The heart and soul of the Michigan men’s basketball team left the floor with two minutes remaining in the first half of the Wolverines’ 69-62 loss to Iowa Wednesday night because of a knee injury.
And although senior Brent Petway would return briefly in the second half, his first exit signaled the beginning of a mass exodus for Michigan.
Gone was the Wolverines’ ability to find the basket. Michigan shot just 29 percent from the field in the second half.
Absent was the Wolverines’ defensive intensity that held the Hawkeyes to a meager 26-percent shooting in the first half. Iowa flipped those digits around in the second frame, sinking 62 percent of its attempts.
And vanished was Michigan’s hunger for a victory that would have been its first in three games and would have kept it undefeated in Big-Ten home games.
“They just wanted it more than we did,” sophomore Ekpe Udoh said.
But those three missing items are far from independent.
Michigan coach Tommy Amaker has expressed all season long his exasperation with the lack of defensive effort that he sees from individuals who are having trouble scoring.
On Wednesday night, this headache flared up yet again.
Senior Dion Harris never found his stroke, finishing the evening 0-for-11 from the field with just one point. The output was the Detroit native’s lowest of the season, and his lowest tally since early last January.
“I was just off,” Harris said. “I didn’t think I got very good looks, so give credit to them, they kind of took that away from me.”
Harris’s fellow guards, sophomore Jerret Smith and senior Lester Abram, didn’t have much more success. Smith finished 0-for-2 from the field, and Abram managed just six points on 3-of-9 shooting.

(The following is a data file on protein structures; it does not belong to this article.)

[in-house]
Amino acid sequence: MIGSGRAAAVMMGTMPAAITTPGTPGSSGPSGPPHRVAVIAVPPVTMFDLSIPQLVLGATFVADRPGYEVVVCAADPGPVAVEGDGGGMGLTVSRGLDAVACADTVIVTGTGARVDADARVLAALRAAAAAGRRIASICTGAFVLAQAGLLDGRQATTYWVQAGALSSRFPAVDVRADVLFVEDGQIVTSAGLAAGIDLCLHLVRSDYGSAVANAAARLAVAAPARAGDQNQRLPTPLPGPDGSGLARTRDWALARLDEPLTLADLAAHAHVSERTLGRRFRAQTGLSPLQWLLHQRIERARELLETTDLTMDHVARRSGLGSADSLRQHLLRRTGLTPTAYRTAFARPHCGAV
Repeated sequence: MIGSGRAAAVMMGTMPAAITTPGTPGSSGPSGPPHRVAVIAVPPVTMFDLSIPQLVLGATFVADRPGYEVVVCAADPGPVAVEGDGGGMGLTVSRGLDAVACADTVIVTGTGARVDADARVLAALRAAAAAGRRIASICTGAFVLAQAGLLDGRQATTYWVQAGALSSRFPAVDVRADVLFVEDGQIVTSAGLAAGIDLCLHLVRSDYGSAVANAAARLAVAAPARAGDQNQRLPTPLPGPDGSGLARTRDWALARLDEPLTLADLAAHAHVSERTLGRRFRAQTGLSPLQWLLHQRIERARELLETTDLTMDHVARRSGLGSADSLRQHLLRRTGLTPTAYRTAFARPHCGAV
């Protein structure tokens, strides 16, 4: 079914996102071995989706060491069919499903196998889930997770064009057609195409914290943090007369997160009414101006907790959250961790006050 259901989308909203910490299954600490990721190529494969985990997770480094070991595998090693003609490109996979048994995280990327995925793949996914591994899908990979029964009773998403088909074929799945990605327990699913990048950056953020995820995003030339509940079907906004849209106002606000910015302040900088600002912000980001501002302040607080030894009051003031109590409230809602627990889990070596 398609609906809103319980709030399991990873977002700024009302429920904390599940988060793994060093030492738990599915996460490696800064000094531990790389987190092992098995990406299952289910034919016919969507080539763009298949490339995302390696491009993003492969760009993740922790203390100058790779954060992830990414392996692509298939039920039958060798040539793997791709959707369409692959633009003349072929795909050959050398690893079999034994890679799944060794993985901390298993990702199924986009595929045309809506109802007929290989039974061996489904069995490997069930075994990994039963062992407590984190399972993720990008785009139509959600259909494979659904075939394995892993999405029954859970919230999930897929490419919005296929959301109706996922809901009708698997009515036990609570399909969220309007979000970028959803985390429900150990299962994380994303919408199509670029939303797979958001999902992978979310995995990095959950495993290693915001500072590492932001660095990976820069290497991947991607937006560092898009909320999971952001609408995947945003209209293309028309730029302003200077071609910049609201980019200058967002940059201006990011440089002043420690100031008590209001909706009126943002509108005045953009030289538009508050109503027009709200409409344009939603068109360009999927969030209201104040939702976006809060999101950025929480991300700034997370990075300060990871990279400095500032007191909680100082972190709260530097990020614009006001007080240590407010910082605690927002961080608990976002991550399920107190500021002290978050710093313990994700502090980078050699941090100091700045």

The Wolverines’ ineptitude from the field was mirrored by a relaxation on the defensive end.
“It’s really frustrating when you can’t get a good look . and then you’ve got the other team scoring basically at will every time in the second half,” Harris said
Michigan has had this problem in the past as well. Before the season started, Amaker, Harris and senior Courtney Sims all reflected on the Wolverines’ inability to stay focused and involved on the defensive end when they were struggling offensively. Amaker has referred to it repeatedly throughout this season as well, and Michigan’s lack of discipline plagued it again Wednesday night.
“I certainly feel, and I’ve always said this, like a lot of times your defense loses its steam and its energy when you’re not scoring,” Amaker said. “And I felt that our kids, we struggled to score in the second half. We struggled to make shots, we missed lay-ups, we weren’t able to get to the foul line, and I thought that affected our defensive energy. I’ve talked about that being a pet peeve, and it caught us tonight.”
The Wolverines’ drought began with 15 minutes remaining in the second half, and they didn’t score again until just more than six minutes were left in the game. During that span, the Hawkeyes went on a 16-0 run to erase an 11-point deficit, and then some.
The first half was a different story for Michigan. It shot 50 percent from the field in the period, and with the execution on offense came a suffocating defense. Sims had 19 points on 7-of-10 shooting in the period, and the Wolverines held the Hawkeyes to just eight baskets. But while Michigan’s field goals were cut in half in the second frame – from 14 to seven – Iowa doubled its total in the final half. Most of the Hawkeyes’ shots were easy, with defenders nowhere in sight.
“We didn’t stop or do anything (in the second half),” Harris said. “They kept on knocking the shots down, and we couldn’t.”
Staying sharp on defense, despite an inability to score, requires leadership. And when Petway went down, the Wolverines lost their leader.
And with the departure of their heart and soul, Michigan might have seen its NCAA Tournament hopes disappear as well.